Music is a big part of a new "mediapolois", part of a marketing matrix of people, places and industries. Today, music's meaning is more often part of a branded ecosystem, not limited to entertainment, but part of the experience of everyday life, including religion.

About this episode

During the 20th century, the media has exploded to include radio, television and most recently and perhaps influentially, the Internet. Music has been a big part of this new emerging “mediapolois”, moving from a mostly stand-alone medium, to part of a marketing matrix of  people, places and industries. Today, music’s meaning is more often part of a branded ecosystem, not limited to entertainment, but part of the experience of everyday life, including religion. Evangelical churches and, increasingly, New Religious Movements use music as part of a branding exercise that helps to transform them from local congregations into a transnational enterprise. To discuss music, marketing and contemporary religion, David Robertson sat down with Dr. Tom Wagner, an ethnomusicologist, percussionist and lecturer at the Reid School of Music in Edinburgh. They discuss the long history of the use of music in promoting evangelical congregations, and the transformation that came with the development of recording and broadcast technologies. Tom describes his research and fieldwork with Hillsong, an evangelical church movement with an international reach who use music both in their worship and their branding. Later, they discuss the use of music in Scientology, to create and maintain a particular aesthetic, and how Tom sees this research developing in the future. You can download this interview, and subscribe to receive our weekly podcast, on iTunes. If you enjoyed it, please take a moment to rate us . And remember, you can use our Amazon.co.ukAmazon.com, or Amazon.ca links to support us at no additional cost when buying academic texts, scuba gear, garden gnomes, and more.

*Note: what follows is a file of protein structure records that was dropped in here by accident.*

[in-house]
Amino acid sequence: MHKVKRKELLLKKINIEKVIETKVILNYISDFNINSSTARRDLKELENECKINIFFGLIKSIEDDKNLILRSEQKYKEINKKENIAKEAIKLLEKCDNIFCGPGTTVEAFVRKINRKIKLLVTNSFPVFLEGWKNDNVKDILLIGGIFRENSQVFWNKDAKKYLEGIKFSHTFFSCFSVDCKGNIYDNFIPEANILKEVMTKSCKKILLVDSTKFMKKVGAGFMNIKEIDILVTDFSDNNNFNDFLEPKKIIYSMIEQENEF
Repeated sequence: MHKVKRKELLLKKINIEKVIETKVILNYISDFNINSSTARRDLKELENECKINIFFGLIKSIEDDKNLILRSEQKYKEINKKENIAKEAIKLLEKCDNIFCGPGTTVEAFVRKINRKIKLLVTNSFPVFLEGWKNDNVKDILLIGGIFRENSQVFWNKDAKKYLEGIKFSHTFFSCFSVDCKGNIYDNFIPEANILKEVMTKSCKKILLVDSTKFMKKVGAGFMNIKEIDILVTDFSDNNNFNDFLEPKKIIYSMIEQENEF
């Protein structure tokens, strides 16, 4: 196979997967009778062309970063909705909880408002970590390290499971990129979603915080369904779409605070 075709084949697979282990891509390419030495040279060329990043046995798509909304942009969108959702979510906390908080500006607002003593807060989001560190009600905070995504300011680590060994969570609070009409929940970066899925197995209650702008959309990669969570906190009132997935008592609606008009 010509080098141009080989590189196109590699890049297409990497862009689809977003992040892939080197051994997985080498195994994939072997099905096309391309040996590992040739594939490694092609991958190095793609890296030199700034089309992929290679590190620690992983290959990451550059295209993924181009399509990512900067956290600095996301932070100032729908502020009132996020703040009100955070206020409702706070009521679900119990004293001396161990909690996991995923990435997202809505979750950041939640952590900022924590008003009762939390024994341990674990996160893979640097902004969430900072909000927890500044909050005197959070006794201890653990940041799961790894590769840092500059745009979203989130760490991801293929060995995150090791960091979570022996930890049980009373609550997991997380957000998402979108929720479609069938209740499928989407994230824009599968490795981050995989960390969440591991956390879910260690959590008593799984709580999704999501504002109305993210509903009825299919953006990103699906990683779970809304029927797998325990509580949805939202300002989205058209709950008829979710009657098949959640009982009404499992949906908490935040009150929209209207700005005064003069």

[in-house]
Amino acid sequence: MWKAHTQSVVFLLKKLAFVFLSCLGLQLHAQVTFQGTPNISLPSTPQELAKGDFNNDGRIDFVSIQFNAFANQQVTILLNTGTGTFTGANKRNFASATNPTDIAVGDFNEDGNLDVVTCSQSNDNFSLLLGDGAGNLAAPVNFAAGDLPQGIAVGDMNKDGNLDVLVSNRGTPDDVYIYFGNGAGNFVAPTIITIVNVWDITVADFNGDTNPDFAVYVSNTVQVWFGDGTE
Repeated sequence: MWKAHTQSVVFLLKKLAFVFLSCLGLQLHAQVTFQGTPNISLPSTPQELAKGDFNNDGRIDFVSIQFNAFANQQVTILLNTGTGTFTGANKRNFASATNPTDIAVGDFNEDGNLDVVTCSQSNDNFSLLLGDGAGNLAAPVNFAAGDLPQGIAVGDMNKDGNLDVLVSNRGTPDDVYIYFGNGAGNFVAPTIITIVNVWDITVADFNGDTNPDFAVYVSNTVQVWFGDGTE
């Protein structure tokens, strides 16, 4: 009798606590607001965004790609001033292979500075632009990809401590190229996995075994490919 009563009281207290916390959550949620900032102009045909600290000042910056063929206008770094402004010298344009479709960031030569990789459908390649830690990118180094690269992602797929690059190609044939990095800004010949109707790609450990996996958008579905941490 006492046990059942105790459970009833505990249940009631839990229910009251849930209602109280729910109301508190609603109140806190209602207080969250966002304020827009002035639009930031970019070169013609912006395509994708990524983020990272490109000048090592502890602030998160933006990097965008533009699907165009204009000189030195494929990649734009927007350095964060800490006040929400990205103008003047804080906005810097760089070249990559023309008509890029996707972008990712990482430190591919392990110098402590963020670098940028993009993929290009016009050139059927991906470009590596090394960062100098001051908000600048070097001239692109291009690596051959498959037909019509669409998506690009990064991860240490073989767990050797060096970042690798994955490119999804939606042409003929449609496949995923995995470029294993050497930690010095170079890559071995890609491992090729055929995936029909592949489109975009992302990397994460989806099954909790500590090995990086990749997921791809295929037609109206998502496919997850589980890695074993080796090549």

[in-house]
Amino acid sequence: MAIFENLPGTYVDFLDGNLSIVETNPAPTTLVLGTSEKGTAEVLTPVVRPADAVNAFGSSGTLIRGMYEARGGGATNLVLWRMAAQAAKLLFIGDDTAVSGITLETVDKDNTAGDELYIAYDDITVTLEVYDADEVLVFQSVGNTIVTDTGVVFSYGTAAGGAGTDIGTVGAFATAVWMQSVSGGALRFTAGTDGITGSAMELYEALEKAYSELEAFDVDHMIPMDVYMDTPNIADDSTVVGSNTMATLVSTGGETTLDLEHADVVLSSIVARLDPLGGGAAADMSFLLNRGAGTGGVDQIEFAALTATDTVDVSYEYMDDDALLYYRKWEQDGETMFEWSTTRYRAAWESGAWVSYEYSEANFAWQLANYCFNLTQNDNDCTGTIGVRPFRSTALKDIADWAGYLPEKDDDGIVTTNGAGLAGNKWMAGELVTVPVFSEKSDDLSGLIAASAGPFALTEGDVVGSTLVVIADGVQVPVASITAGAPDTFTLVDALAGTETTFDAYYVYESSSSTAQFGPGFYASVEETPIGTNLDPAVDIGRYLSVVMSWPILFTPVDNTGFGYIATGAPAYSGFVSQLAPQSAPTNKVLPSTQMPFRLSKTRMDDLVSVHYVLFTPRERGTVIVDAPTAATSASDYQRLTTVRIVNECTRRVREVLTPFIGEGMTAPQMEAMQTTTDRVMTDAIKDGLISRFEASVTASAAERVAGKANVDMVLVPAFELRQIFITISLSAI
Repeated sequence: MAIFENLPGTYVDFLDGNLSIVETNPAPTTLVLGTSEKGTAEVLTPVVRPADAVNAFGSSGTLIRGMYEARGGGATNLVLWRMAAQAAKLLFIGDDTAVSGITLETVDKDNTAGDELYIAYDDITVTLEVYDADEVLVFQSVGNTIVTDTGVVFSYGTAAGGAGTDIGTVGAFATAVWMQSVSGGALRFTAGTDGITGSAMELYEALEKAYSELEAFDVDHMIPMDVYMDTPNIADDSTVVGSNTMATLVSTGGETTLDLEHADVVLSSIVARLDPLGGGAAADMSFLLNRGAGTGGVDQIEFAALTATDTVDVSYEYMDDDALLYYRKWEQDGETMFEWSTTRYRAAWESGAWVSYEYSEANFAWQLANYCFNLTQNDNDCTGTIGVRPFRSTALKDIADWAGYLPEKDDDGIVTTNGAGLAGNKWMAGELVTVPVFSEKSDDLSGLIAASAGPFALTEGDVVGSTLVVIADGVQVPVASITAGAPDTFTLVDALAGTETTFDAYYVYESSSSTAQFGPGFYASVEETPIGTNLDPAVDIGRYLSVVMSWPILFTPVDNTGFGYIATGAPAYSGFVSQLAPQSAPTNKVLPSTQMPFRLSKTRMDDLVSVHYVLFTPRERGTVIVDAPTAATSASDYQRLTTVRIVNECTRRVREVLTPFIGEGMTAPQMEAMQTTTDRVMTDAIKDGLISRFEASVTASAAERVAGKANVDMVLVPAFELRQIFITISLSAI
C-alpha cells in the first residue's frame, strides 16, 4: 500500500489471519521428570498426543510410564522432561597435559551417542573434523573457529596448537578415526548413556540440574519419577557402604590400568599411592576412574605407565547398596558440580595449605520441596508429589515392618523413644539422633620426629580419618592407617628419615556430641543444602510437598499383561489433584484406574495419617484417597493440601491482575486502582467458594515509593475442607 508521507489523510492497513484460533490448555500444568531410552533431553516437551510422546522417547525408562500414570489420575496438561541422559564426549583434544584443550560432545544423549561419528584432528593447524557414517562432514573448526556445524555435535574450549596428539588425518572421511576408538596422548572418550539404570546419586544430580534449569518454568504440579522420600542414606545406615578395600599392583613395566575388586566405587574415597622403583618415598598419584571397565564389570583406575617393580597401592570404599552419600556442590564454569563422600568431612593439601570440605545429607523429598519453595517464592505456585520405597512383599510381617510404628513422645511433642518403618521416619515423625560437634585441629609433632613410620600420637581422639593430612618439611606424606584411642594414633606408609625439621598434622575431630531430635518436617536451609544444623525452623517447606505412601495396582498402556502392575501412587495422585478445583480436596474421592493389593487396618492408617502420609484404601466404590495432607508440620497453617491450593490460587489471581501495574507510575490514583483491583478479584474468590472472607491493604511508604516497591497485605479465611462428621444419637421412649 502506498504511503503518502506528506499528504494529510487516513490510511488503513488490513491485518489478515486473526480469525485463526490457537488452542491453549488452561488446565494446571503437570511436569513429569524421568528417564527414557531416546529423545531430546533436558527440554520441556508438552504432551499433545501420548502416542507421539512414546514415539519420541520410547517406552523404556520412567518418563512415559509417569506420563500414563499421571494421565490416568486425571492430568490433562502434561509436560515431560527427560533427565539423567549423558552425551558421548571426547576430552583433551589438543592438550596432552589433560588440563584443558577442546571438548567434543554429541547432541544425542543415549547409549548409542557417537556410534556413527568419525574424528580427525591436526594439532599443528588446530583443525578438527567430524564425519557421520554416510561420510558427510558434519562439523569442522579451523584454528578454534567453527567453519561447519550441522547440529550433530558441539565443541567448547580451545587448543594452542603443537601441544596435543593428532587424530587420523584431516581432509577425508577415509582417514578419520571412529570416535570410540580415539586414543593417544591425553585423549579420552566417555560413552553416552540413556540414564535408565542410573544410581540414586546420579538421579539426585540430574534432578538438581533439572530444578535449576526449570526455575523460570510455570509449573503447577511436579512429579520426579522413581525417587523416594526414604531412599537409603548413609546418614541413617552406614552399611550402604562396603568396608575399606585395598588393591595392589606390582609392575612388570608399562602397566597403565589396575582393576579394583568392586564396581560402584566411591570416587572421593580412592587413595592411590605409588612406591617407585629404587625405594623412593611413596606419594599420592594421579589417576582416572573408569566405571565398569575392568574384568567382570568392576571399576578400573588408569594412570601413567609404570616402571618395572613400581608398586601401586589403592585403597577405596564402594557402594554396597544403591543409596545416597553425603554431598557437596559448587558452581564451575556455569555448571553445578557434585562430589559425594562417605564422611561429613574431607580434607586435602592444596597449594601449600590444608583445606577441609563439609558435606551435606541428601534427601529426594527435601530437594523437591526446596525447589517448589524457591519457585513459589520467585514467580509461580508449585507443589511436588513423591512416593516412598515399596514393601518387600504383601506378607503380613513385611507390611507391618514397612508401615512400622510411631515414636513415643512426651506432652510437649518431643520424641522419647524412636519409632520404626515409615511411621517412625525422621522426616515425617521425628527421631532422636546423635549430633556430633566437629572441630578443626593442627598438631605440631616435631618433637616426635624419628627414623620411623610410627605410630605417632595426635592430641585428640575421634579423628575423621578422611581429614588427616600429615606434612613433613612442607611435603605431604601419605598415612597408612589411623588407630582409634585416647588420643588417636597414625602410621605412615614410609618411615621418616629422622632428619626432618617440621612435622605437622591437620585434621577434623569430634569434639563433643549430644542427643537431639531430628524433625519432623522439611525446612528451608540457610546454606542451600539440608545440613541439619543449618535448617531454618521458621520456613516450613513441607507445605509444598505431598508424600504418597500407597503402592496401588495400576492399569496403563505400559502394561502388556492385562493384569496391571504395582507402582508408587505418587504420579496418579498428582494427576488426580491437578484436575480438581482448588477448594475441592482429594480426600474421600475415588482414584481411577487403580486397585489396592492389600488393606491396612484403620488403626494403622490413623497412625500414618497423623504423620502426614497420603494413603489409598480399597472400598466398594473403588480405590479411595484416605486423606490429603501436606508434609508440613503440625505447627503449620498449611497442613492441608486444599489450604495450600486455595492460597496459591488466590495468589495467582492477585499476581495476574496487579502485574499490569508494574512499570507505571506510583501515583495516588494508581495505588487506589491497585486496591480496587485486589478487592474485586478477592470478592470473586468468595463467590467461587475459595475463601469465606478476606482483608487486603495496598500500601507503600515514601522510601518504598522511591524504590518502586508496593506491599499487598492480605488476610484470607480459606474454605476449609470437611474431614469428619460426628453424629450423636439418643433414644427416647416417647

This episode has not been transcribed yet. 

Consider a donation to pay for the cost of editing a transcript?

Related Resources

Outside the Panels: Comics and Context

Response

Comic books frequently include alternative or heterodox religious ideas, something underscored by the fact that two of the most acclaimed writers working today (Alan Moore and Grant Morrison) are practising magicians, and their work frequently contains references to their practises. At several points during his most recent interview with the Religious Studies Project, A. David Lewis alludes to the prominence of religious themes and images in comic books.
Resisting Conformity at the Margins of Marginal Christianity

Response

Acknowledging the difficulties surrounding the identification and definition of a subject of study that is not only deliberately diverse but also intentionally resistant to definition, Ganiel and Martí nonetheless discern within emerging Christianity a distinct religious orientation built around the practice of deconstruction. In what her interviewer has reckoned to be the first Religious Studies Project podcast to focus solely on the study of an expression of contemporary Christianity,...
Shall we play the game?

Response